The superior longitudinal fasciculus consists mainly of the long curved fibers with posterior end points in the temporal cortex and a bundle of rather horizontal fibers whose posterior end points are located in the parietal lobe (Figure 3). The curved fibers correspond to the arcuate fasciculus, a tract considered crucial for the communication between receptive and expressive language brain areas.5- 7 Lesions of the arcuate fasciculus result in a deficiency in the capacity to repeat, a syndrome that has been coined “conduction aphasia.” Other authors have proposed that the arcuate fasciculus also plays a role in intelligence8 and nonlanguage cognitive functions.9
The absence of the arcuate fasciculus in our 2 cases provides an opportunity to look into its role. We were more concerned in what has been preserved as opposed to the deficit, since our cases have many other cortical abnormalities that could be the cause of any cognitive or motor deficiency. Looking at what has been preserved gives us an idea of what the arcuate fasciculus is not involved in.
Automatized language (eg, reciting automatic series) and delayed recall of verbal and nonverbal material was preserved in both patients. Strikingly, no report of conduction aphasia was mentioned. Therefore, at least for these 2 patients, the arcuate fasciculus was not needed for these functions. The common clinical findings in these cases with arcuate fasciculus agenesis were delayed speech development with poor articulation and poor prosody and other aspects of speech. In addition, both patients showed poor phonemic and semantic word generation, and difficulties in visuospatial, organization/assembly skills, that may prompt a diagnosis of constructional apraxia.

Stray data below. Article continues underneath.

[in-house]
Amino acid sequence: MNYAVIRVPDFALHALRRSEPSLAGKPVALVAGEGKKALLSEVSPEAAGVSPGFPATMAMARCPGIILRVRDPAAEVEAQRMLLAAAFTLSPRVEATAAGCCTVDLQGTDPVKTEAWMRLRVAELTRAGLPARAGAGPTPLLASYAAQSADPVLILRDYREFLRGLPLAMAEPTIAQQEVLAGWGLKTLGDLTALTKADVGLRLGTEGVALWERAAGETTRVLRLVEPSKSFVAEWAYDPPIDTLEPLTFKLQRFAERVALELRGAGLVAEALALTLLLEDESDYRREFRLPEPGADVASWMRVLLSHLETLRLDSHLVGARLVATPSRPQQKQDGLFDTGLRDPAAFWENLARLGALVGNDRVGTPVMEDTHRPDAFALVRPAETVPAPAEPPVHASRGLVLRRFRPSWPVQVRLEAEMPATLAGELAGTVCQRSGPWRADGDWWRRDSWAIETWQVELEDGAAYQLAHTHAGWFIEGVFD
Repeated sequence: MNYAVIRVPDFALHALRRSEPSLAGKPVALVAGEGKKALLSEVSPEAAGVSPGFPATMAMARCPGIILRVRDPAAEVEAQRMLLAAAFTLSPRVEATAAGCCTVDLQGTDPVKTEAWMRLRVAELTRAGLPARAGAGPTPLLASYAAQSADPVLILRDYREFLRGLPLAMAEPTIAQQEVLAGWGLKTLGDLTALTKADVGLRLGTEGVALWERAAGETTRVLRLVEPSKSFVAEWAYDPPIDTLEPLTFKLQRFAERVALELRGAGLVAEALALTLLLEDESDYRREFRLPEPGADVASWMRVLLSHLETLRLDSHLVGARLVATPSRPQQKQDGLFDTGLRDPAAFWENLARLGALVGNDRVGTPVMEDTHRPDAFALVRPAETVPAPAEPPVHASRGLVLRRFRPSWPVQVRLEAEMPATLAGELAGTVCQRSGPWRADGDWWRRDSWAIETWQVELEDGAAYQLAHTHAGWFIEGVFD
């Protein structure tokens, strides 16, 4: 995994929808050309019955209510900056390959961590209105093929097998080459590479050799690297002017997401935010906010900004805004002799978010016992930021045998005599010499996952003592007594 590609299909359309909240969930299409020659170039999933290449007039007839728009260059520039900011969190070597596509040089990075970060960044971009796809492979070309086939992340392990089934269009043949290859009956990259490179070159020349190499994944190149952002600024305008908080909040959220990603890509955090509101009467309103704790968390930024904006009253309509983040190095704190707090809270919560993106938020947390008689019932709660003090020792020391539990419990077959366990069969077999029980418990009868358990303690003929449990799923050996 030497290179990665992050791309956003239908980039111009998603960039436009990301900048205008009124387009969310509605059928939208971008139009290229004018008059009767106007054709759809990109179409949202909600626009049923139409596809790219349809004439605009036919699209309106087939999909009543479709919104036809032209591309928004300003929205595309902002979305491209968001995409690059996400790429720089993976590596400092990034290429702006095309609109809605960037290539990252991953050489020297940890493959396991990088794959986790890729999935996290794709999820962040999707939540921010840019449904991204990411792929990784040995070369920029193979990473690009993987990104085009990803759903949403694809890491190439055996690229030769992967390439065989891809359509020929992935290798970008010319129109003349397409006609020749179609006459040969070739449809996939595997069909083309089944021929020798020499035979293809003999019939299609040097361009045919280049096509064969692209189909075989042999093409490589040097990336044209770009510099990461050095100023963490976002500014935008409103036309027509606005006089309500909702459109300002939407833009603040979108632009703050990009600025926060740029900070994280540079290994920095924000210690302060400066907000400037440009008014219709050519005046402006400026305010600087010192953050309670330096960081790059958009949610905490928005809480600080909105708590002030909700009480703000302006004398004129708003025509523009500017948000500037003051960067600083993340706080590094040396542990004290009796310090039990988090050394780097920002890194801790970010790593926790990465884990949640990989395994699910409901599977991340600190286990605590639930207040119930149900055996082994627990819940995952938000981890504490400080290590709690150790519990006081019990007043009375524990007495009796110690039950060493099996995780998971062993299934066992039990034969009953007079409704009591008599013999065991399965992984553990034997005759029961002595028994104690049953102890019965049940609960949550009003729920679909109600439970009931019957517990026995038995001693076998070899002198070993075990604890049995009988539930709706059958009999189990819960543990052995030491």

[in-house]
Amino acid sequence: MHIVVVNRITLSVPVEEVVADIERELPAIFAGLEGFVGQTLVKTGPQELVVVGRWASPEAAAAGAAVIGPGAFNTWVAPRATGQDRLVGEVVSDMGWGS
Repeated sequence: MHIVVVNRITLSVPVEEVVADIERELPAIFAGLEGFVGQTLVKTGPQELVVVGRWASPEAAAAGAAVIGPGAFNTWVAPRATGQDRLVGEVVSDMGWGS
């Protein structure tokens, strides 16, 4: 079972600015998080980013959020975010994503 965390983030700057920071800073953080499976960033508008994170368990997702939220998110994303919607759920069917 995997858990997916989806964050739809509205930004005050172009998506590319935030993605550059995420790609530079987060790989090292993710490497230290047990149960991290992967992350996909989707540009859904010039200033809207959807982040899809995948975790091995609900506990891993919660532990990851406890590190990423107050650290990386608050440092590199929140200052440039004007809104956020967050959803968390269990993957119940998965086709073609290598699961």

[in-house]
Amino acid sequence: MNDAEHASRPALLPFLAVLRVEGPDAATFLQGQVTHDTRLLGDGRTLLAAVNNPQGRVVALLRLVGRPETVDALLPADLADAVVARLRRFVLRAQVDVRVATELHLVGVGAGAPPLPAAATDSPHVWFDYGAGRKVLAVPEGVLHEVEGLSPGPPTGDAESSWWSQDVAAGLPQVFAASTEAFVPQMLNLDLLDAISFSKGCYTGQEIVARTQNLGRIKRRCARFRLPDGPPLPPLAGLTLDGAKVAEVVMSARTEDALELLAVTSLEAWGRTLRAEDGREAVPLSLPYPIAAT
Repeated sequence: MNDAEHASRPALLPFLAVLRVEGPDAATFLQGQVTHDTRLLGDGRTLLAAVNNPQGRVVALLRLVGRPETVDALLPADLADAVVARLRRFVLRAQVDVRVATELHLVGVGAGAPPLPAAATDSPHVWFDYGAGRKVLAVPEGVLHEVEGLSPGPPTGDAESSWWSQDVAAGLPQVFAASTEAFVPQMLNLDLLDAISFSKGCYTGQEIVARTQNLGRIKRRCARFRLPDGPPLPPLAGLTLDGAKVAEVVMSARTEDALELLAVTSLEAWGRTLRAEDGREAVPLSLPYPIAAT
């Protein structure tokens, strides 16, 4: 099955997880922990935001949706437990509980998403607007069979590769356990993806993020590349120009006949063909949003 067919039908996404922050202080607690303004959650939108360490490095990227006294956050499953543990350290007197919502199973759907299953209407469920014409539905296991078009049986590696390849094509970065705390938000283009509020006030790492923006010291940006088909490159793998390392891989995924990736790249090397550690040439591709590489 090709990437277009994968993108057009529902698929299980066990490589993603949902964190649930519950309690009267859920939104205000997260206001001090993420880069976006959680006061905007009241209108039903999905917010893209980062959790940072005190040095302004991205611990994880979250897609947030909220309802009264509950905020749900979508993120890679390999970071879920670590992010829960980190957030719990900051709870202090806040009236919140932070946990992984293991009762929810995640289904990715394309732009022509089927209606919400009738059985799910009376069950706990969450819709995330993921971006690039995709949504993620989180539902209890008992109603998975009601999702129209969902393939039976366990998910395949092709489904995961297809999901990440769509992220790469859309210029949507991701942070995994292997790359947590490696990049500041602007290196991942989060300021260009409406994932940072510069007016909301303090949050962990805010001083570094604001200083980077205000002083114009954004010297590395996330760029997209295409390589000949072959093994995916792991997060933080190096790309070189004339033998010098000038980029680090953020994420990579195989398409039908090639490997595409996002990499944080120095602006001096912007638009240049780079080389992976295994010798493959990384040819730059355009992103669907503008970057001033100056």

The idea to attribute the phonological difficulties of our patients merely to the arcuate fasciculus absence seems supported by a recent report of intraoperative electrophysiological studies that have shown the arcuate fasciculus transmits phonological cues.10,11 However, concomitant cortical and connectivity findings confound this observation.
The role of the arcuate fasciculus (and the entire superior longitudinal fasciculus) in speech and language is not completely understood. Normal volunteers show a longer left arcuate fasciculus, with more fibers, and higher fractional anisotropy values. Moreover, in many cases, the right arcuate fasciculus is nonexistent.12- 14 Strikingly, left arcuate fasciculus dominance has been reported in subjects with right hemisphere language dominance.15 More recently, lateralization of the arcuate fasciculus has been found correlated with the lateralization index of language determined by functional magnetic resonance imaging on patients with right but not left temporal lobe epilepsy.16
We present for the first time, to our knowledge, 2 cases of CBPS with bilateral absence of the arcuate fasciculi. This finding analyzed in the context of the associated clinical findings may help to understand the clinical presentation of the condition and further expose language organization.
Correspondence: Byron Bernal, MD, 3100 SW 62nd Ave, Miami, FL 33176 (firstname.lastname@example.org).
Accepted for Publication: June 30, 2009.
Author Contributions:Study concept and design: Bernal. Acquisition of data: Bernal, Rey, Dunoyer, and Shanbhag. Analysis and interpretation of data: Bernal, Rey, and Altman. Drafting of the manuscript: Bernal, Rey, and Dunoyer. Critical revision of the manuscript for important intellectual content: Bernal, Rey, Shanbhag, and Altman. Administrative, technical, and material support: Dunoyer. Study supervision: Bernal, Rey, and Altman.
Financial Disclosure: None reported.
Bernal B, Rey G, Dunoyer C, Shanbhag H, Altman N. Agenesis of the Arcuate Fasciculi in Congenital Bilateral Perisylvian SyndromeA Diffusion Tensor Imaging and Tractography Study. Arch Neurol. 2010;67(4):501-505. doi:10.1001/archneurol.2010.59